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Maumsanchaek Office

Luyoun Architects

written by
Lim Dokyun
photographed by
Kim Yongkwan
materials provided by
Luyoun Architects
edited by
Bang Yukyung


​The client, who was already familiar with Eunhaengnamu Publishing Co. Office, said on our first day of meeting, ‘I would love for it to be a closed structure with a square block in the form of a book’. Due to the limitations imposed by the daylight restriction code, a square box mass was impossible due to the site conditions, and, as I teach my students at a school, a building should seek to harmonise with its urban context. It was a bit difficult, but I expected it to be a project through which the impression of architecture could be fully transmitted. The client had already set a date for delivery and he was happy to receive it. I wanted it to be solid and simple on the outside, and rich enough on the inside. We did what we could to avoid a crushed mass as could have derived from the daylight restrictions code. I wanted the building to be more classical than the shallow commercial buildings on the street, and I wanted it to stand still with a strong posture. These were again my boundaries.On the northern side of the site, which is affected by the daylight restriction code, an outdoor staircase begins in a low but independent, solid, good proportional mass to wraps around the entire building. Although the five storey building can also take up the maximum gross floor area, the programmes inside were zoned up to the sixth floor in order to raise the mass as high as possible. At the northern extent of the lower mass, the elevator hall has been attached as if it was a towering mass. The narrow and high gap between the two towers, seemingly slender brotherly towers, becomes the main entrance to the building.The staircase that leads from the basement to the top floor in a spiral, where the entry and the end meet, offers a means of comprehending the architecture. It is situated between the energy of the city and a more mindful pace. Things on the outside – sounds, smells, sunlight, wind, and rain – are filtered through this outdoor lighting. The height and centrality of this building can be felt by walking around a rather long, red brick staircase passage with different spaces and openings on each floor. At the bottom of the staircase passage is a lecture hall where readers can gather, and on the top floor there is a garden with lilacs and Namcheon trees (Nandina domestica THUNB.) which opens to the sky. Like a rhyme scheme, the lecture hall and the interior of the sixth floor were finished with the same birch plywood. When you finally climb the steep iron stairs in the courtyard, you reach a rooftop deck that looks like a ship deck. The view to Yeouido is open, and it occupies the highest point in the surrounding area. The result was fortunate; a firm but also gentle object clothed in purple was delivered successfully. (written by Lim Dokyun / edited by Bang Yukyung)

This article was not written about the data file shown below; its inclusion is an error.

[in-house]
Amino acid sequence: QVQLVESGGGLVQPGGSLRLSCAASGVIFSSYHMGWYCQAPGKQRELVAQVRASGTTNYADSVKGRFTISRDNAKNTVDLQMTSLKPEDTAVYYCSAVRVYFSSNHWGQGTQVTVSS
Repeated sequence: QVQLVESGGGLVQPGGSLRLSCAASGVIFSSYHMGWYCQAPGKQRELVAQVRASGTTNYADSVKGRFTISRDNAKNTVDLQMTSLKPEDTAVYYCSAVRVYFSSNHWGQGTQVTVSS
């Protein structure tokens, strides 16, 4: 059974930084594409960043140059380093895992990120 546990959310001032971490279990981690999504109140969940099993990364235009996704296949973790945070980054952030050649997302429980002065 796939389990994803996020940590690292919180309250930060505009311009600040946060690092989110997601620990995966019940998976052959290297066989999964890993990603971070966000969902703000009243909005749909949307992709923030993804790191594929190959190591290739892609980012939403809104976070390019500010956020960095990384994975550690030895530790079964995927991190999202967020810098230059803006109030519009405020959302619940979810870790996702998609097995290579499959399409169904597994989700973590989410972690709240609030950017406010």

Luyoun Architects (Lim Dokyun)

Design team

Lim Dokyun, Seo Minjeong, Han Seungmin


20, Jandari-ro 3an-gil, Mapo-gu, Seoul, Korea


neighbourhood living facility

Site area


Building area


Gross floor area


Building scope

B1, 6F





Building to land ratio


Floor area ratio




Exterior finishing

brick, Low-E pair glass

Interior finishing

betulaceous plywood, color epoxy coating

Structural engineer

Chang Minwoo Structural Consultant

Mechanical engineer

Chunglim Mechanical Engineering

Electrical engineer

Acepartners Engineering


Gunyang Construction

Design period

Oct. 2019 – Jan. 2020

Construction period

Feb. 2020 – Jan. 2021



Lim Dokyun
Lim Dokyun is currently the principal of Luyoun Architects, and an adjunct professor at Myongji University. He graduated from the Seoul National University Department of Architecture. He previously worked at Hyundai Engineering & Construction, Illinois Institute of Technology College of Architecture, Daul Architects & Planners. His major works include the Younglim Building, Naramal Publishing Office, Jake House, Seoya High School Gymnasium, Eunhaengnamu Publishing Co. Office, and Menem Homme Office. He received the Korea Young Architect Award in 2008 and has been awarded three Seoul Architecture Awards.